Bankruptcy Rule 2002(a)(8), however, specifically requires that all creditors be given written notice of the bar date for the filing of proofs of claim. In a discussion of the notice requirement contained in the Bankruptcy Code and Rules, one bankruptcy court has noted the impracticability of imposing upon creditors the duty to search the court records in order to determine the status of their claims and of the bankruptcy case. As that court pointed out, creditors are frequently, as in this case, located a considerable distance from the bankruptcy court and cannot personally review the court records; although such creditors may make inquiry to the Court, the Court is not bound by law to review the records and apprise the creditors of the desired information.[2]In re Middle Plantation of Williamsburg, Inc., 36 B.R. 873 (Bankr.E. D.Va.1984). Viewed from this standpoint, the importance of full compliance with the notice requirements of the Bankruptcy Code and Rules is obvious.

    The Supreme Court has recognized the importance of such notice. In New York v. New York, New Haven & Hartford Railroad Co., 344 U.S. 293, 73 S. Ct. 299, 97 L. Ed. 333 (1953), involving a reorganization under § 77 of the prior Act, the City of New York had certain liens on specific parts of the debtor's property. The debtor was aware of the city's liens, and the city had actual knowledge of the debtor's reorganization proceeding; however, the city *760 did not receive notice of the district court's order fixing the last day for the filing of proofs of claim and, consequently, failed to file its proofs of claim prior to the bar date. The Supreme Court held that the city did not receive reasonable notice pursuant to § 77(c)(8). The Court rejected the notion that the city's knowledge of the bankruptcy case placed upon it the duty to inquire about orders of the reorganization court. Rather, the Court stated that a creditor in such a situation may assume that it will be notified as required by statute before losing the right to assert a claim. 344 U.S. 293, 297, 73 S. Ct. 299, 301 (1953).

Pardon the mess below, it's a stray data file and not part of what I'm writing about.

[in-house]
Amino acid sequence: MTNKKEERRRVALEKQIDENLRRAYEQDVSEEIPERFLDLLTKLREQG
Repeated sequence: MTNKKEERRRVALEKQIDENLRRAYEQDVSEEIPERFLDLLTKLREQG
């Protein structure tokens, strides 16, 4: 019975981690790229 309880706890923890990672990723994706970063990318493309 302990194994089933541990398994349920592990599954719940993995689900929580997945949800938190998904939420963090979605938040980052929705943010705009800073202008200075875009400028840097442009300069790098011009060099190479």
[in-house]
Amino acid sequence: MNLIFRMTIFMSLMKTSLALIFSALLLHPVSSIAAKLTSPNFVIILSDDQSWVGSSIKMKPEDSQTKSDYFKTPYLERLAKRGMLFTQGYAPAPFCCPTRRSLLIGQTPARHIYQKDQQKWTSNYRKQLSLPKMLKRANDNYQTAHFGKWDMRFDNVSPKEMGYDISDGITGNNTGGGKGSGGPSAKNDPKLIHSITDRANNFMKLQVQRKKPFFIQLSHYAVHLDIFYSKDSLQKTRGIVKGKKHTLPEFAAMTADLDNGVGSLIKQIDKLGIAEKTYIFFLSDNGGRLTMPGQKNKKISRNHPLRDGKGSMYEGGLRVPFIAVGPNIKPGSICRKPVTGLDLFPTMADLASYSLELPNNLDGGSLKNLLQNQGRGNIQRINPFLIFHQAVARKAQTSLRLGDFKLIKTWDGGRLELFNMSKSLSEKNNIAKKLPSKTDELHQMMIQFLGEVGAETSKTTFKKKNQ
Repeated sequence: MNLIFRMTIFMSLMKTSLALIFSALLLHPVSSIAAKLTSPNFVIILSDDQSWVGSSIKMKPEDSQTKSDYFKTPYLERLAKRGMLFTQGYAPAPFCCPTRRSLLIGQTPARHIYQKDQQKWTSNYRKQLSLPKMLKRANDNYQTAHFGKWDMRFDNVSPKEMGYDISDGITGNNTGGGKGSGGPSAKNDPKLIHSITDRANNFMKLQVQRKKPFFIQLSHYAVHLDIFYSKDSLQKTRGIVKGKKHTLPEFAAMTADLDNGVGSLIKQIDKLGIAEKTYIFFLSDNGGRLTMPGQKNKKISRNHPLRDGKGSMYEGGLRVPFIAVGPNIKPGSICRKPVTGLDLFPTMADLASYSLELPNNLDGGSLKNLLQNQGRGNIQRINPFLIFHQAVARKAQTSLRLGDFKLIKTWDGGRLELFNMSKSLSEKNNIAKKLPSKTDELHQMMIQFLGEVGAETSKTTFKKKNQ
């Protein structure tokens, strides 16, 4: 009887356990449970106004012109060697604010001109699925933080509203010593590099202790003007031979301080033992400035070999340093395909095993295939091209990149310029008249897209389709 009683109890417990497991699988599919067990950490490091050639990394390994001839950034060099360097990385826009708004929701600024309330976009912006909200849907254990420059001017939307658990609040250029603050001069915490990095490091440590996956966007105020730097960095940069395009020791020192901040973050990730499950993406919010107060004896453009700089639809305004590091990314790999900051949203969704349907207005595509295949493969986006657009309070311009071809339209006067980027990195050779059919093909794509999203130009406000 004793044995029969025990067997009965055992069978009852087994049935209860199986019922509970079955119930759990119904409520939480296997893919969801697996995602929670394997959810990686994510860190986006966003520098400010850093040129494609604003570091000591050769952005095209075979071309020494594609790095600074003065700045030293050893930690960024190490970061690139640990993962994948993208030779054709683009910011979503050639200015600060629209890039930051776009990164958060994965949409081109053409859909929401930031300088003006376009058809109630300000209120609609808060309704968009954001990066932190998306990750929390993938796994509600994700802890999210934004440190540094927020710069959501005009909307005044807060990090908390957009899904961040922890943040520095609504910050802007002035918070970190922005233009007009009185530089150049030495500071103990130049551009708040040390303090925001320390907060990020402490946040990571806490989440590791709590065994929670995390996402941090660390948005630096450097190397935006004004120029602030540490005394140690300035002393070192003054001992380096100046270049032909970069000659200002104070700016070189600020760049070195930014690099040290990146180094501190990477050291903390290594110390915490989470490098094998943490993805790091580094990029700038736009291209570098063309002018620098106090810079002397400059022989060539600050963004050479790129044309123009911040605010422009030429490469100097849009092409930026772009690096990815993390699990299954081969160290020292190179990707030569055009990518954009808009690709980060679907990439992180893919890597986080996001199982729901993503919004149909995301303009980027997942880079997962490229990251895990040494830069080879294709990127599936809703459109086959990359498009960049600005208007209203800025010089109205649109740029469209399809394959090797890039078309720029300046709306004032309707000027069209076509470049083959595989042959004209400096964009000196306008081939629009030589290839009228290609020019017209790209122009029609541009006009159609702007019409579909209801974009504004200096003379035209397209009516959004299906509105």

In a case with facts very similar to the one presently before the Court, the Tenth Circuit held that the creditor's claim could not be barred by the debtor's confirmed reorganization plan which the creditor had no opportunity to dispute. Citing the Supreme Court decision in Mullane, supra, and New York, supra, the Court further held that "notwithstanding the language of § 1141, the discharge of a claim without reasonable notice of the confirmation hearing is violative of the Fifth Amendment to the United States Constitution." Reliable Electric Co., Inc., v. Olson Construction Co., 726 F.2d 620, 623 (10th Cir.1984).

    In support of their argument that the plaintiffs' claim should be discharged by the confirmation order, the defendants cite In re Penn Central Transportation Co., 771 F.2d 762 (3rd Cir.1985), cert. denied, ___ U.S. ___, 106 S. Ct. 596, 88 L. Ed. 2d 576 (1986). In Penn Central the debtor filed a petition for railroad reorganization under § 77. The debtor's plan was confirmed and the debtor obtained a discharge. Thereafter, certain creditors filed an action in the United States district court against the debtor based on claims which arose prior to the date of the petition. Noting that the § 77 reorganization should be accorded finality, the Third Circuit held that the creditors would not be allowed to pursue their prepetition claims against the reorganized debtor.

    The facts of Penn Central, however, distinguish it from the case at bar. Unlike the present plaintiffs, those creditors in Penn Central received written notice by mail of the order of the bankruptcy court fixing a deadline for the filing of proofs of claim. One of those creditors filed a proof of claim in the bankruptcy case and accepted the debtor's plan. After being notified of the time by which proofs of claim were to be filed, the other creditor chose not to participate in the proof-of-claim process. Thus, the creditors in Penn Central were not simply made aware of the pendency of the debtor's petition and left to determine for themselves how and when to assert any claims which they may have had.